FINRA Issues Guidance about Social Networking

Broker/dealers and their reps confused about regulations regarding social networking might now have some answers.
The Financial Industry Regulatory Authority (FINRA) today issued guidance to securities firms and brokers about the use of social networking Web sites—such as Facebook, Twitter, LinkedIn, and blogs—to communicate with the public. FINRA said the new notice is in response to “the expressed need for guidance explaining how FINRA rules governing communications with the public, recordkeeping and supervision apply to social networking sites.”

Regulatory Notice 10-06, which is presented in Q&A format, clarifies the responsibilities of firms to supervise the use of social networking sites to ensure that investment recommendations are “suitable” and customers are not misled, FINRA said. The Notice also addresses necessary recordkeeping, supervision, and other responsibilities of a firm.

In the notice, FINRA emphasizes that each firm must develop its own policies and procedures to supervise personnel who use social networking sites for business. It also addresses in what circumstances it is permissible to recommend specific investment products. “As a best practice, firms should consider prohibiting all interactive electronic communications that recommend a specific investment product and any link to such a recommendation unless a registered principal has previously approved the content,” according to the notice.

FINRA reiterated that firms must retain records of social media communications related to their business. Some technology providers are developing systems that are intended to enable firms to retain records of communications made through social networking sites (see “Social Networking Site for Advisers Say It Is FINRA-Compliant”). For instance, advisers can find applications that will capture and save tweets from Twitter. However, FINRA said that it does not endorse any particular technology to keep such records, “nor are we certain that adequate technology currently exists.”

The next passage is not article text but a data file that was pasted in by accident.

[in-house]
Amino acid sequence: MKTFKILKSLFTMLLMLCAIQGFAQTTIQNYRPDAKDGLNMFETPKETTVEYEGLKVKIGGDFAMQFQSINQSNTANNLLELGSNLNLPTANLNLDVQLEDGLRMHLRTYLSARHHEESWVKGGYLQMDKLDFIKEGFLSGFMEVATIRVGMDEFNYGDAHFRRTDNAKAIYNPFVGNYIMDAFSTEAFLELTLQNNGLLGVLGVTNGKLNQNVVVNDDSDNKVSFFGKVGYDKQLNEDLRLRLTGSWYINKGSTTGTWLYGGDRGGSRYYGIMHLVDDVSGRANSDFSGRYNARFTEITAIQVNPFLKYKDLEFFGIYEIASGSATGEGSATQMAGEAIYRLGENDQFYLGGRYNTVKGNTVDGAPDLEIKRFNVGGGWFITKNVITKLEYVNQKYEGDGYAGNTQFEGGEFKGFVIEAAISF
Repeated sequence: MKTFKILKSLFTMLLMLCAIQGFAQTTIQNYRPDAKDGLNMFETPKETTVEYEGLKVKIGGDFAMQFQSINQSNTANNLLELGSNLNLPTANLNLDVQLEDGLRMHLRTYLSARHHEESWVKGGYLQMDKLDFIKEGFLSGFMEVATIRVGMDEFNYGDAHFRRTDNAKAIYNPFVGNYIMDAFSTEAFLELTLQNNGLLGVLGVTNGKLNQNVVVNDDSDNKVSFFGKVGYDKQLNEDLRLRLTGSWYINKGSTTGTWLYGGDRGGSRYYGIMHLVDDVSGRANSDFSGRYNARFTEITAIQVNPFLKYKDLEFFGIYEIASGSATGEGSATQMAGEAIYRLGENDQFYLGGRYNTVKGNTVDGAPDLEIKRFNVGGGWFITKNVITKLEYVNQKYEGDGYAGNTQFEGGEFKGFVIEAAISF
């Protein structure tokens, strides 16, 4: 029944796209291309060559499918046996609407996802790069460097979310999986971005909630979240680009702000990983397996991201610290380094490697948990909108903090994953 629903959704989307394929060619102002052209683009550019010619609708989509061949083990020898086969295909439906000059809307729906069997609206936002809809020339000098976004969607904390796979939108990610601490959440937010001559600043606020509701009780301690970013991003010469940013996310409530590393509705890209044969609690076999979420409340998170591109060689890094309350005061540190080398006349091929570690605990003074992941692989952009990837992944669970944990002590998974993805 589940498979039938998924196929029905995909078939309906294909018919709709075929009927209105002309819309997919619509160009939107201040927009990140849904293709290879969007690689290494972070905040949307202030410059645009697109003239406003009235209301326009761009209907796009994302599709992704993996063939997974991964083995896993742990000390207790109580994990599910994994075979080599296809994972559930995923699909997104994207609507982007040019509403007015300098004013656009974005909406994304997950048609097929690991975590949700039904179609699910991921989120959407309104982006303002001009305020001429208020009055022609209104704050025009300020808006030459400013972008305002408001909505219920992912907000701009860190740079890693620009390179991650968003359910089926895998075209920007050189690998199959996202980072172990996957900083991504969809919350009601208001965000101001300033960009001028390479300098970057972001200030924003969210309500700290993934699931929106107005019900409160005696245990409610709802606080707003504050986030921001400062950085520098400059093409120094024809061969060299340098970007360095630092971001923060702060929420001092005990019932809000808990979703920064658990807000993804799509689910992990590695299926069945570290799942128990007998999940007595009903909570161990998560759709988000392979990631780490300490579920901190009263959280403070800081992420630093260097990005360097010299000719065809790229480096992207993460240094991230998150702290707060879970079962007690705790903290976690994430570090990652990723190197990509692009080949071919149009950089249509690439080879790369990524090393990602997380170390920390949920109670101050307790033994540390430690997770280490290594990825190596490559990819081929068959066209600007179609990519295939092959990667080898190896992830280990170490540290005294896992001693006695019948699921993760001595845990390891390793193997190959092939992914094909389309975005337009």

Last year FINRA produced a podcast about social networking rules, which had been broadly encompassed in its Internet communication rules. However, the independent regulator decided that brokers needed more specific guidance. In the fall, FINRA announced it had formed a task force to further examine social networking regulations (see “Think before You Tweet”).

“Social networking sites and blogs raise new regulatory challenges, particularly in the areas of supervision, advertising and books and records requirements,” said FINRA Chairman and CEO Rick Ketchum, in a news release. “Our goal in issuing this notice is to ensure that firms and brokers use social networking sites in an appropriate manner.”